Belly Dancers' Own Behavior

Many belly dancers fail to understand the difference between dancing for one's own personal gratification and performing for an audience. There's nothing wrong with using dance for personal satisfaction, but usually such dancing should be done either in private, or in front of an audience of the dancer's inner circle who are there to support her in her personal expression.

Normally, when dancing for the general public, the performer needs to de-emphasize her desire for self-gratification and focus on what will provide a satisfying experience for an audience of strangers who expect to be entertained. A belly dancer who uses her time on stage in front of such an audience to work through her own personal self esteem or sexuality issues clearly doesn't understand this. If she uses a public stage to work through her insecurities, she could create a very uncomfortable experience for an audience who was expecting to see a polished entertainer.

PHOTO CREDIT: Photo by Pixie Vision, Glendale, California.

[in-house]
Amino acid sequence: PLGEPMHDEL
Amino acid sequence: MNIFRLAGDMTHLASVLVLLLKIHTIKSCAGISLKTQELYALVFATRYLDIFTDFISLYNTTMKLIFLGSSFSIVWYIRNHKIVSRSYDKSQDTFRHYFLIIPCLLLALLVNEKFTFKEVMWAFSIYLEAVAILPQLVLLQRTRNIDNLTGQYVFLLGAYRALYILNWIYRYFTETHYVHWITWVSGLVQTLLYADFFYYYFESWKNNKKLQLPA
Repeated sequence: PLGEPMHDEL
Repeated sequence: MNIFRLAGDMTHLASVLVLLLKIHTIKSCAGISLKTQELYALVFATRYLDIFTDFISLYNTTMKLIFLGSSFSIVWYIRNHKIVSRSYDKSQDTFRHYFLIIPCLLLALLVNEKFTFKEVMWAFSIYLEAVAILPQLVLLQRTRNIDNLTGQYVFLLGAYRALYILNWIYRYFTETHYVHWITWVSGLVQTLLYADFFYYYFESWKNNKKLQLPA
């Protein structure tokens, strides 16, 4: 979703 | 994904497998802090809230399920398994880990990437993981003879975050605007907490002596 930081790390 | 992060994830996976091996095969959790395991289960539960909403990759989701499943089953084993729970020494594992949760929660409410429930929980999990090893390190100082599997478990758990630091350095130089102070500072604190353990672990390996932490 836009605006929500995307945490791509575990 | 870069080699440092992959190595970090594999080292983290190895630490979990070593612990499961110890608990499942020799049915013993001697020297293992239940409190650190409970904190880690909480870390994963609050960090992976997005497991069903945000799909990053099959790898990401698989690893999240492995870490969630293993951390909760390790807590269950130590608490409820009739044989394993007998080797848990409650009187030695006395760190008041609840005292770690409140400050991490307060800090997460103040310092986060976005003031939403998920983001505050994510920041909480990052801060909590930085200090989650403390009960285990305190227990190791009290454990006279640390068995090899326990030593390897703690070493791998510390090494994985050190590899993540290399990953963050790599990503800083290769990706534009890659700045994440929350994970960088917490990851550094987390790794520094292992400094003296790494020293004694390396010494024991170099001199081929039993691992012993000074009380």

Which Means....

I think we dancers ourselves are part of the problem with public perception of our dance. As long as we present the dance primarily in nightclubs, with non-professional quality of lighting, and as long as we wander close enough to the tables for patrons to tuck money into our costumes, we'll continue the association in people's minds with the other dance form that has similar properties. We need to give careful thought to how we present the dance and what impact that presentation will have on how people respond to it.

I'm not saying we should stop dancing in venues traditionally associated with our art form. In fact, I think we would lose something precious if we stopped. I personally feel energized by nightclub audiences and I enjoy dancing in that environment. However, when we perform in nightclubs, we may want to think about how to present ourselves in a manner that demands respect.

But it's not entirely our own fault, either. Public opinion is very slow to change, and people who have never, ever seen belly dance performed still believe they know what it is. Some of these people are too narrow-minded to see an actual show and learn some facts.